Sadik Esener and Mark Kryder


Over the last decade, areal storage densities of secondary storage systems have increased by at least 2 orders of magnitude due to the insatiable thirst exhibited by computing applications for higher capacity, faster access, higher data transfer rate and very low cost data storage systems. This extraordinary increase in areal data densities has been primarily achieved by decreasing the bit dimensions further and further. For high- performance systems, areal density remains the critical factor because mechanical and electrical constraints dictate that low cost, fast and accurate data sensing can only be achieved over short distances.

A key unknown for the future of the data storage business over the next decade is how far the applications pull will increase the areal densities. If the application pull continues, an equally important issue is whether reducing the bit size of conventional storage systems will remain the economically viable solution to increase areal densities or whether new technologies will be needed.

From the previous chapters, it has become clear that the areal density of conventional data storage systems will encounter certain physical or engineering limits within the next decade. For example, the diffraction limit of light puts a limit on the practical spot size in optical disc systems; the thermo-magnetic limit sets up a maximum areal density for longitudinal magnetic recording used in present-day hard drives.

In view of these limits it is expected that new, more unconventional technological solutions may become necessary. These solutions may entail the further increase of the areal density by surpassing the presently perceived limits, using, for example, near-field optics or perpendicular magnetic recording. The solutions may also take advantage of additional available degrees of freedom such as those provided by volumetric storage techniques. For example, holographic and two-photon optical storage approaches enable data to be recorded in the volume of a medium rather than just its surface, thereby achieving much greater volumetric densities and data locality.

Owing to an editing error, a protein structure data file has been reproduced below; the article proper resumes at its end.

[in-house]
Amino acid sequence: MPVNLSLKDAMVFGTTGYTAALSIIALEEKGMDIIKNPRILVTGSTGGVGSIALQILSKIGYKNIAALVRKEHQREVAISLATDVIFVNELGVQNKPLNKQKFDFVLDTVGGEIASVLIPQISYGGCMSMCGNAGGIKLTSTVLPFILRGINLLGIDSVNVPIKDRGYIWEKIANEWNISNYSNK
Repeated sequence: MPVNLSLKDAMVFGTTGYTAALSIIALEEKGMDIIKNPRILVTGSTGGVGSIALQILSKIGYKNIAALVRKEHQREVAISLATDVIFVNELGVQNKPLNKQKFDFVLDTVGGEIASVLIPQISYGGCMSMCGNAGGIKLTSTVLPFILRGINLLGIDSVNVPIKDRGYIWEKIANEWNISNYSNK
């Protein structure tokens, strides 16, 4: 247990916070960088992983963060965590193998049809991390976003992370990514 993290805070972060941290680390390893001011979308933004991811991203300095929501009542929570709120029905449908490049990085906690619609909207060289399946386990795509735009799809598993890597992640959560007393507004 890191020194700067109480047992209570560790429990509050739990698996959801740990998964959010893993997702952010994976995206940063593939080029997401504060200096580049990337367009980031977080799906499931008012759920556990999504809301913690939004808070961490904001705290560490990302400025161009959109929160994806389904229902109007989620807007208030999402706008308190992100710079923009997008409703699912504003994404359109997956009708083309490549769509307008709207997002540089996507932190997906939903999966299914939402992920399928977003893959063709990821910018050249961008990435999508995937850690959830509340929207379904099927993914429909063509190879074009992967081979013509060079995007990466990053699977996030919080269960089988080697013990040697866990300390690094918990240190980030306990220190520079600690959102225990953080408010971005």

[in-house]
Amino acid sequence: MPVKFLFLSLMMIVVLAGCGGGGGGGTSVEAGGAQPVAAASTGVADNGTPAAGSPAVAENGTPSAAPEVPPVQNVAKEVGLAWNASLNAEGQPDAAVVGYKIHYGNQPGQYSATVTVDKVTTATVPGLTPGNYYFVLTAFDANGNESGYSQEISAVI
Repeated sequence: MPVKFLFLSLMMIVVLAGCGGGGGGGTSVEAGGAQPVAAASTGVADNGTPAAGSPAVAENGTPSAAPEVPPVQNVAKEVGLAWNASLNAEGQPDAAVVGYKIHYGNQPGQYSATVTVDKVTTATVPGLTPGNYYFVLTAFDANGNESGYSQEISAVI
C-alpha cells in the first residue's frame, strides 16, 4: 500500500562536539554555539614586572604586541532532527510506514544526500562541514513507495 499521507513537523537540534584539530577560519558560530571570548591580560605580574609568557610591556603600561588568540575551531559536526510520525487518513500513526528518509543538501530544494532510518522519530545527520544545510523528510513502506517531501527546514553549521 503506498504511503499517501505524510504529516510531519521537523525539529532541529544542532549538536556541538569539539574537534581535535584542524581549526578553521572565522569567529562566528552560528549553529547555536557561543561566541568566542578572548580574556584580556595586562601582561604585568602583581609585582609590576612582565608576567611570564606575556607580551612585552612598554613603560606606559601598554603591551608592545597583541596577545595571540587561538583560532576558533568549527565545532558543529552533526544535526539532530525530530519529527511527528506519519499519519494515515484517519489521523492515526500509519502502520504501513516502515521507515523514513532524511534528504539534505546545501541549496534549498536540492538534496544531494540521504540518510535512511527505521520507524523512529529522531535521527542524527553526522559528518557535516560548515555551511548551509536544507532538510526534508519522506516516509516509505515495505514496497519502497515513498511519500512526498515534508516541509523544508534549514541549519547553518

The solutions may also be derived from significantly different technology platforms that may lead to new types of data storage systems. For example, micro-electro mechanical systems (MEMS) technology can enable probe storage techniques to achieve 100X better areal densities than those projected for conventional technologies. In a more distant future, biologically inspired nano-structures may be envisioned to play important roles in storage systems as well. Finally, solutions may result from indirect impact of new technology platforms. For example, the advent of low cost vertical cavity surface emitting laser arrays and of micro-mechanical actuators may significantly affect the cost and design of pick-up heads enabling fast access parallel recording and readout.

This chapter will review the possible evolution paths for alternative data storage technologies over the second part of the next decade. Along with this review we will attempt to address issues critical for devising a long term strategy for U.S. data storage systems and related component manufacturers including the following:

Published: June 1999; WTEC Hyper-Librarian